(source: Click on image for a larger version to open in a new window

(source: Click on image for a larger version to open in a new window

The educationist in me was not surprised to see an infographic developed by the Global Partnership for Education illustrating how integral education is to each of the 17 SDGs. However, I was pleasantly surprised to see  a recently-released report from the British Council and SEUK, Think Global, Trade Social. The report is a comprehensive account of the significant role that social enterprises and businesses with social purposes have in ensuring sustainable and inclusive development, and in contributing towards the achievement of the SDGs. Although it notes that the SDGs have yet to reflect the critical role of businesses, the report illustrates the rising scale of social enterprises globally and the need to promote and support their development, whilst creating the conditions under which conventional businesses will adopt more environmentally and socially responsible behaviour.

The SGDs will be made official in a few days. It remains to be seen how world leaders will take ownership of these challenging developmental goals. One thing is clear though, even as mere mortal citizens of our countries, we have a collective responsibility to ensure the achievement of these goals. Entrepreneurs have reports such as Think Global, Trade Social. Educationists have presentations on how education influences the SDGs. Those who don’t fall into either category, still have opportunities to ensure that leaders take ambitious decisions to reduce poverty and inequality and protect our planet by taking action in plethora of means and ways. What will you do? How will you have your say in the achievement of the SDGs? What part will you play in the post-2015 Agenda?

Saneeya Qureshi © 2015

The dignity of a refugee

I must preface this blog entry with a caveat: I am neither an activist nor a political person by any measure. The text contained within this post is meant solely to capture the multitude of emotions that I have experienced in a short span of time. It is not meant in any way as a comment or interpretation of the politics or policies of any nation. 

I am fortunate to work in a job which I not only love, but also one for which I travel around the world. I am currently in Budapest, Hungary. Although the past week has been spent attending various sessions and meetings for work, this weekend I have had the privilege of being able to volunteer for a while at the Keleti train station before catching my flight back home.

Having grown up in countries that are oft touched by violence and bloodshed, although upset by the manner in which human lives are affected – whether through death or displacement – I am rarely moved to tears. This weekend has been different.

90086b1c7e942a2ad41e1fc289d2e7cd2a06dd18517156a1009729daff130bed79ff14262d62ab31edea87b46b0778b6This weekend I witnessed firsthand the dignity and positivity of those whom we so routinely refer to as ‘refugees’ without truly understanding the trauma and enormity of the connotation behind this word. There is not much more that I can say, except to share my first impressions of the situation in the pictures which accompany this blog, and video shared on facebook (if you can hear beyond my weepy narration), as well as this one.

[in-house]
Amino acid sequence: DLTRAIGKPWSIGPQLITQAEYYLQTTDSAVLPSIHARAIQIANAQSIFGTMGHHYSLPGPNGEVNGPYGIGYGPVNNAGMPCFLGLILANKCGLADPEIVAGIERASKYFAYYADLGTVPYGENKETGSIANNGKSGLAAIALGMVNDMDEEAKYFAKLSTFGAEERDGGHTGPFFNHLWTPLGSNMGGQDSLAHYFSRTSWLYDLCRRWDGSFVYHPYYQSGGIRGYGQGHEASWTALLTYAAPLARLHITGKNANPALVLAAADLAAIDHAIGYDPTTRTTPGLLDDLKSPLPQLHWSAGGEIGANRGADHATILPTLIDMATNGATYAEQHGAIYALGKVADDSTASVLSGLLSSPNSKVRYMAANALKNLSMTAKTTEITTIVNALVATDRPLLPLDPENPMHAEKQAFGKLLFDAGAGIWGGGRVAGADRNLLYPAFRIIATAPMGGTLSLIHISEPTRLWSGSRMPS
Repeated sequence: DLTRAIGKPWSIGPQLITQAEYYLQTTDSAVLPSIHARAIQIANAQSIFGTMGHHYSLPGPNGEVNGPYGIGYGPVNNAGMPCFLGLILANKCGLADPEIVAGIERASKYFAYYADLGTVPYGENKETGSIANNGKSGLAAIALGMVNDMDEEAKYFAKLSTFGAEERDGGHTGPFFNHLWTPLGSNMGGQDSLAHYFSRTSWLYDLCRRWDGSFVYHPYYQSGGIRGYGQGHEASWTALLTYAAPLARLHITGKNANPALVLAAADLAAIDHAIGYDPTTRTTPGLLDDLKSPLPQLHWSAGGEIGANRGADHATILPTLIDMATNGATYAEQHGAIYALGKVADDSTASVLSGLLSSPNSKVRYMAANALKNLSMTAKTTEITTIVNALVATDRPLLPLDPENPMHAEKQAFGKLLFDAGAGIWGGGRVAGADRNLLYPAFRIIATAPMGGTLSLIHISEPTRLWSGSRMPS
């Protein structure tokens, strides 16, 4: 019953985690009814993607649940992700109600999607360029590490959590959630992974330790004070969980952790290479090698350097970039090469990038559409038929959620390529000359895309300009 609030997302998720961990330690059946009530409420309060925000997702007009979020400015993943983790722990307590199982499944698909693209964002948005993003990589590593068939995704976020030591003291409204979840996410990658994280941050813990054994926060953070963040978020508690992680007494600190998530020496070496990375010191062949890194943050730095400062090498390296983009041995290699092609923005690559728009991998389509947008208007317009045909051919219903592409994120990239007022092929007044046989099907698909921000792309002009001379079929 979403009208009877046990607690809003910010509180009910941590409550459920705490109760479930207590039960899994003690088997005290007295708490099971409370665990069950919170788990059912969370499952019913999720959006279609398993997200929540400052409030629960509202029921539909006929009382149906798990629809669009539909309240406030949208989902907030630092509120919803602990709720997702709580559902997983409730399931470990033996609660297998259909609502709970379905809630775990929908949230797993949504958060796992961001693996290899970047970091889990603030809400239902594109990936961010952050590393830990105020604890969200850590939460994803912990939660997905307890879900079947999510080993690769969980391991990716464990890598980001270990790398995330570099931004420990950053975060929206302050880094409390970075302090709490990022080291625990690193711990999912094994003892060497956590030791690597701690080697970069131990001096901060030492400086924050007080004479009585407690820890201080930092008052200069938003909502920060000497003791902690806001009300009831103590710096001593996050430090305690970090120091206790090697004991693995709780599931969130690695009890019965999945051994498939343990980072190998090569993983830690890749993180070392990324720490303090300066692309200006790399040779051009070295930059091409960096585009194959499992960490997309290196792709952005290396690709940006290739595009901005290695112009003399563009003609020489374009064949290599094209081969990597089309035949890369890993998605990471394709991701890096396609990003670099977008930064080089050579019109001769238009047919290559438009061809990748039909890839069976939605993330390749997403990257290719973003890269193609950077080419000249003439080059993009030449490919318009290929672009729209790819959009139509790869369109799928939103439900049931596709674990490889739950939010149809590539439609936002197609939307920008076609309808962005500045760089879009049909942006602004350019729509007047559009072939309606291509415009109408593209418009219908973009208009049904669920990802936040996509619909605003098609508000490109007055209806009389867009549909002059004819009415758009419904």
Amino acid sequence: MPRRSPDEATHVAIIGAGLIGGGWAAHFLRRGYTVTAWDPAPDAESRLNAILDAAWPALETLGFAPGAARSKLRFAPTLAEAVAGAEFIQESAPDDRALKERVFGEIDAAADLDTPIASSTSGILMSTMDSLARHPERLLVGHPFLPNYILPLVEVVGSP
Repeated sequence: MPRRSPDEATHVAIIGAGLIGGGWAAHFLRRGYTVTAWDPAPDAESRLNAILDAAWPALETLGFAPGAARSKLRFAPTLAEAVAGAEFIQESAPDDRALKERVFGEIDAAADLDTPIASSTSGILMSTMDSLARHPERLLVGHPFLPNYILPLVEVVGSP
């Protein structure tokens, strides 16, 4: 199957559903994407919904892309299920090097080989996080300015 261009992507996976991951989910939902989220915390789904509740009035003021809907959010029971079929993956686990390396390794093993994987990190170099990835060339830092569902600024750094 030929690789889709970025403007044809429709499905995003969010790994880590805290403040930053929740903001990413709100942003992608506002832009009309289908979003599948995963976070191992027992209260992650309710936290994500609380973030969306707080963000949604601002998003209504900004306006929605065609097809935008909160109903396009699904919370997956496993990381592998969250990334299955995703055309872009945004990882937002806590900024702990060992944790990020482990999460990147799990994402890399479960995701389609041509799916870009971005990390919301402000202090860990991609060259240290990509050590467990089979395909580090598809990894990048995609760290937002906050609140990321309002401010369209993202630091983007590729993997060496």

The ECER Conference that I attended, has also developed a blog as an initial platform to mobilise us researchers into giving voice to the Syrian refugees in Europe. Besides opening a channel for monetary donations, action plans are being formulated as I type this. Some suggestions put forth during a moot that I attended yesterday on ‘Amplifying the voices of refugees’ included action research projects involving the Syrian teachers and educationists amongst the refugees, as well as involving the students and young persons amongst them in dialogic learning and development of collaborations with the European Educational Research Association (EERA) educational networks. One colleague stressed the urgency of the call to action so as “to prevent the energies of these groups from floating away.”

c5982dc3795afdd84a991e784ad23b471a156a5d070a330987048670109fbaed c2e83298bfdba63a43ea70d144be2b28That particular phrase struck a chord with me this weekend as I worked amidst these amazing and inspiring human beings. Their resilience and their zest for life, their humble gratitude and their positivity at having escaped the trauma and violence of their homes reduced me to speechlessness time and time again. At one point, two men and a woman came to comfort me when I turned away with tears in my eyes, not wanting them to witness my weakness in the face of their courage and their happy demeanours. One of the men (the researcher in me prevents me from divulging his name, or calling him by a pseudonym) told me that he’s excited to get to Germany as he hopes to continue his studies to be an engineer. Another teenager told me he hopes to be a footballer, and he thinks he has a good chance in Germany as they have a good football team. Both these amazing people and countless others reminded me of the dignity they still have, along with hopes, aspirations and dreams, just as any other human being on the planet.